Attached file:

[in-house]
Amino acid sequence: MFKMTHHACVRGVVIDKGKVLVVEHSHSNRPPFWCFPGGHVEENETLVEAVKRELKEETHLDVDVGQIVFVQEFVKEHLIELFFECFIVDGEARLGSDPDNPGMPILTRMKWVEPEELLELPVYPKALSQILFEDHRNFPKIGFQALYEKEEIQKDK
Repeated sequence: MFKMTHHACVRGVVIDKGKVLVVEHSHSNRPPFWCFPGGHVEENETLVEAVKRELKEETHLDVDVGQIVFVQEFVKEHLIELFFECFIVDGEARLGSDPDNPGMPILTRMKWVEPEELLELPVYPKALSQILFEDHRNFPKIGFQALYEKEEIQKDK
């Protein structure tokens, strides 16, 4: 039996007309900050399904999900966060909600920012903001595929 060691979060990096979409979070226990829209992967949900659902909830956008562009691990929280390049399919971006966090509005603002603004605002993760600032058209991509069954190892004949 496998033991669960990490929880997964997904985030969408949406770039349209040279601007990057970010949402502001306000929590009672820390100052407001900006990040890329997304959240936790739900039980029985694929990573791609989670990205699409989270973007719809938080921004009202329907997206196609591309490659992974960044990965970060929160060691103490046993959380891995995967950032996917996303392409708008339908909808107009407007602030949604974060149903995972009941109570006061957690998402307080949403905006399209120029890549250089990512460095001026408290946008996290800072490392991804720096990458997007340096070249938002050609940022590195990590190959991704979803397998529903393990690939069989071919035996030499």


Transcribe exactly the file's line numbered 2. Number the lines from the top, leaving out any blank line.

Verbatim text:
Amino acid sequence: MFKMTHHACVRGVVIDKGKVLVVEHSHSNRPPFWCFPGGHVEENETLVEAVKRELKEETHLDVDVGQIVFVQEFVKEHLIELFFECFIVDGEARLGSDPDNPGMPILTRMKWVEPEELLELPVYPKALSQILFEDHRNFPKIGFQALYEKEEIQKDK